“Fishermen can actually fish like they have done before 01 January 2021.
“We have not only good news to report, but we also have some elements of concern, and particular regarding authorizations in the Crown dependencies Jersey and Guernsey. Here, we have only been able to cooperate under temporary arrangements, and that’s despite the fact that we have sought several times at the highest political levels, cooperation from the UK on this particular matter.
“We continue to have very close contact with the UK authorities, but we have to share with you our disappointment that we are now at 18 March and there is still no final solution at hand.
“It is really our objective to work with the UK authorities closely as we have done and to come to a conclusion on this very important subject for our fleets.
“Let me now say some on the actual consultations on fishing opportunities.
“As you are aware, we are currently consulting with the UK on how much our fishermen and UK fishermen should fish in 2021. We want to replace the provisional quotas that we have put in place in the December Council last year.
“We aim to have an agreement with the UK as swiftly as possible. We want to do this because we see the absolute need to give certainty and transparency and credibility also to our fishing industry for the rest of the year.
“These consultations with the UK are taking place in line with Article Six of the TCA and this article says that the parties have to agree these quotas on the basis of the best available science and also based on other relevant factors such as socioeconomic aspects.
“In addition, the Commission is negotiating based on the mandate provided by the Council, in particular, we, the Union will seek TACs or quotas in line with the Common Fisheries Policy and in line with the multi-annual plans that this House has agreed together with the Council.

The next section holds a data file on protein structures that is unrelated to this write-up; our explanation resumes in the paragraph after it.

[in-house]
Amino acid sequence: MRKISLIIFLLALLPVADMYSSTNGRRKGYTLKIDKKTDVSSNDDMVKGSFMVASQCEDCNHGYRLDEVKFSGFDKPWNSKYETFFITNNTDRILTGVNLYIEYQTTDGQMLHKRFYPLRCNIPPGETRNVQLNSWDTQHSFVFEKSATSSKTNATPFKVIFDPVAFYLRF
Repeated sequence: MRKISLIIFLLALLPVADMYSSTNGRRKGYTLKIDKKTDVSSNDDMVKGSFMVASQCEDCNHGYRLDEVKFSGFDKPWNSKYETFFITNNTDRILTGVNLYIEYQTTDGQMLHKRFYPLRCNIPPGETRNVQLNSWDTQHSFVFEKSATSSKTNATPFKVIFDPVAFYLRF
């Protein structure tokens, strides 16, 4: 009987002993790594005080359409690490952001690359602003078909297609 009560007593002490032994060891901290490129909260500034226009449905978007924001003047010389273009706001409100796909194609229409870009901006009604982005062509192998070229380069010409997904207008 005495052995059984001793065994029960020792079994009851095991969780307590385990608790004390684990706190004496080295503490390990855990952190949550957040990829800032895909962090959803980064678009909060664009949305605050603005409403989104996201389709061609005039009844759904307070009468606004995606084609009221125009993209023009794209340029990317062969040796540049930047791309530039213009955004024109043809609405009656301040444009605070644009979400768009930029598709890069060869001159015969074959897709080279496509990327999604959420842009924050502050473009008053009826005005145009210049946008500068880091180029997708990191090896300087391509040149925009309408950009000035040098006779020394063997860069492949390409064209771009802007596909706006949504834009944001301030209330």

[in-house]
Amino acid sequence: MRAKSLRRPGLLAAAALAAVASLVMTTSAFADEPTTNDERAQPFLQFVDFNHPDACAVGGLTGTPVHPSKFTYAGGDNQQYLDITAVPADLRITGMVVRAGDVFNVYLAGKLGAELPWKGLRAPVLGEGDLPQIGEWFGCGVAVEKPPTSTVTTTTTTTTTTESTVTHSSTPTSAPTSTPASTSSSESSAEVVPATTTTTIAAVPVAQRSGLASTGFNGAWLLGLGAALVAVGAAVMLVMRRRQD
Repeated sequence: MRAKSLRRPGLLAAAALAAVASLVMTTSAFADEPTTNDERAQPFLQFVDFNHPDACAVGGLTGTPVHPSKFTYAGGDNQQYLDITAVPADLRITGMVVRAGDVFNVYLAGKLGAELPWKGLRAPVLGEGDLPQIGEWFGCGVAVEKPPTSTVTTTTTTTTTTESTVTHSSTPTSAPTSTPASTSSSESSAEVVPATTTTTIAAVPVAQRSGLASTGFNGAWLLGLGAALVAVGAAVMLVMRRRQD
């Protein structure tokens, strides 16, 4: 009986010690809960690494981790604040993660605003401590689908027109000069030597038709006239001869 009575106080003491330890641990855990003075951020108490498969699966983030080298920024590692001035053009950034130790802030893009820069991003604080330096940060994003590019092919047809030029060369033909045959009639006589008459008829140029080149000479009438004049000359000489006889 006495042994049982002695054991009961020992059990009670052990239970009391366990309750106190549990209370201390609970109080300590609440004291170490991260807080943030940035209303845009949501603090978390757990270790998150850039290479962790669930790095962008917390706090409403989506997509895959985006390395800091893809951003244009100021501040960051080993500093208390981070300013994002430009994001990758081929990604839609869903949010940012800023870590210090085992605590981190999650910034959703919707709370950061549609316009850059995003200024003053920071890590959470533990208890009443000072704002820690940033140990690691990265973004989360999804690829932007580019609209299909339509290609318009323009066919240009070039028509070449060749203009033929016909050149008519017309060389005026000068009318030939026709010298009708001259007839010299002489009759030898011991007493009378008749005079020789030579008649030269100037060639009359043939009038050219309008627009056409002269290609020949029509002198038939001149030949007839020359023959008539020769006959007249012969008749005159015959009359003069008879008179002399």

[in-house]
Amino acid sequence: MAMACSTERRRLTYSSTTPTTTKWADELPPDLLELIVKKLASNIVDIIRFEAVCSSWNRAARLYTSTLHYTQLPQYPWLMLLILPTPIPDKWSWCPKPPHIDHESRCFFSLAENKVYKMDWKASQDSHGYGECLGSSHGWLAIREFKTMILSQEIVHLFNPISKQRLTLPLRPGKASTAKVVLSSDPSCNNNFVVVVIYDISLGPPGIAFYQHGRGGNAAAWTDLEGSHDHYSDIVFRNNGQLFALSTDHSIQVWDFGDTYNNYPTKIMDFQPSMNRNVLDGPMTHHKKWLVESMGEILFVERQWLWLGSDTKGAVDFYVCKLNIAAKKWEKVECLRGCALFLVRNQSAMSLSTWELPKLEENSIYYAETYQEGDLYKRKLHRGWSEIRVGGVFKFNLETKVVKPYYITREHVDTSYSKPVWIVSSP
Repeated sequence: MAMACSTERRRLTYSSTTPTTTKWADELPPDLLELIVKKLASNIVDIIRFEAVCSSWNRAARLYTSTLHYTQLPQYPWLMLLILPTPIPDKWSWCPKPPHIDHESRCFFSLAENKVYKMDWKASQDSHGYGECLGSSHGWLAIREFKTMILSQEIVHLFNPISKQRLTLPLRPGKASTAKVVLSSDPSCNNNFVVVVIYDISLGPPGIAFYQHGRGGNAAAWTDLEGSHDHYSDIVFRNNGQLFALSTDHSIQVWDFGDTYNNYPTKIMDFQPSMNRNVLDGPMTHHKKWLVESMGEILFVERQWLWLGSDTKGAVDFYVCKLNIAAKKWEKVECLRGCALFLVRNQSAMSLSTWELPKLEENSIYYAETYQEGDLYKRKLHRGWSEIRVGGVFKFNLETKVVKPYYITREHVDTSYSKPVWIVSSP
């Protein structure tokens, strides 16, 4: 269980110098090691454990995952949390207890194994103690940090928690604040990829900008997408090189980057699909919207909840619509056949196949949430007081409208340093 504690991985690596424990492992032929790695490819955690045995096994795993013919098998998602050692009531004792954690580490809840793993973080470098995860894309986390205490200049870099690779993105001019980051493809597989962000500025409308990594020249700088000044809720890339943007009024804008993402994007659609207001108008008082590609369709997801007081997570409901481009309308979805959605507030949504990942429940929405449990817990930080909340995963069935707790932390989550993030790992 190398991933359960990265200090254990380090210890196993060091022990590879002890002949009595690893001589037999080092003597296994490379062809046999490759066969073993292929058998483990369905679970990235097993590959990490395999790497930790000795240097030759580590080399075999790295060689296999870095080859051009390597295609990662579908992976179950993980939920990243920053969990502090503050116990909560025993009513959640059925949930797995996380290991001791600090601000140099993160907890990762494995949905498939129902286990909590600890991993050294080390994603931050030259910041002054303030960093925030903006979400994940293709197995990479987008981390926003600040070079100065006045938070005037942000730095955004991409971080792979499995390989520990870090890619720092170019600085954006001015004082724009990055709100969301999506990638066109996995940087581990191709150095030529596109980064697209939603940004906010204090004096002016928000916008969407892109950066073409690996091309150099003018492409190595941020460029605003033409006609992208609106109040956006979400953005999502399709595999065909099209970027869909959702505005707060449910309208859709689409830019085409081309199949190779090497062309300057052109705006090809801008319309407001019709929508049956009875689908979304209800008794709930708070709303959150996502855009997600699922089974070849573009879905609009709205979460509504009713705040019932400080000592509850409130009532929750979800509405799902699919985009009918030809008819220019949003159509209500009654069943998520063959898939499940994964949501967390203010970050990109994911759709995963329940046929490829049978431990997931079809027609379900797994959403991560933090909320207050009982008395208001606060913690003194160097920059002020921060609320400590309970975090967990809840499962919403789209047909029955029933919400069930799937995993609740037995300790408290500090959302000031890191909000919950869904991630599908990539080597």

“That means also including MSY, we will seek to take into account as much as possible priorities for stocks which are politically sensitive and we will seek to ensure as much as possible, also a level-playing field between our fishing industry and the UK fishing industry and we have to ensure that the Union’s international commitments are respected.
“Since the beginning of this year, we have in fact conducted four rounds of consultations with the UK and a fifth round is actually taking place currently as we speak.
“The consultations are taking place based on a package of proposals for all quotas that were simultaneously exchanged between the UK and the EU on 02 March.
“These consultations cover on the one hand how much we would fish in 2021, but they also cover other issues, for example the landing obligation, or, for example, special conditions directly related to quotas, also, quota transfers between the EU and UK and other issues where we are bound to have consultations between the parties.
“We have reached some progress in these negotiations, in particular on the understanding of each other’s positions, and that is a preliminary agreement on some quotas.
“But as I said, the consultations are currently still ongoing and I hope you will understand that I can therefore not comment any further at this stage.”
By Oliver McBride